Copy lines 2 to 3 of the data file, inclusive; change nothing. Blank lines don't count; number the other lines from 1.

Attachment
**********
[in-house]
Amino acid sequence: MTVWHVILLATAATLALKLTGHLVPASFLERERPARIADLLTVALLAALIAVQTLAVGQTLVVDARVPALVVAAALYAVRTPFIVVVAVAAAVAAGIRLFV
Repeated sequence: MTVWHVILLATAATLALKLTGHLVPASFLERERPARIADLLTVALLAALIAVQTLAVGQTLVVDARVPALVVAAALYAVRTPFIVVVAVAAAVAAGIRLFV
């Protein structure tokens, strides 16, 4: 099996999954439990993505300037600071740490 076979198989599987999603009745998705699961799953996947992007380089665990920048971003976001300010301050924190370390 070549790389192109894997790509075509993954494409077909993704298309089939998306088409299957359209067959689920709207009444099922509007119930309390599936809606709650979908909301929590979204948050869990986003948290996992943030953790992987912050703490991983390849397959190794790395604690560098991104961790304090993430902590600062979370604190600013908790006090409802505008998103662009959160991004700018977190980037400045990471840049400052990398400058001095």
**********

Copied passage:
Amino acid sequence: MTVWHVILLATAATLALKLTGHLVPASFLERERPARIADLLTVALLAALIAVQTLAVGQTLVVDARVPALVVAAALYAVRTPFIVVVAVAAAVAAGIRLFV
Repeated sequence: MTVWHVILLATAATLALKLTGHLVPASFLERERPARIADLLTVALLAALIAVQTLAVGQTLVVDARVPALVVAAALYAVRTPFIVVVAVAAAVAAGIRLFV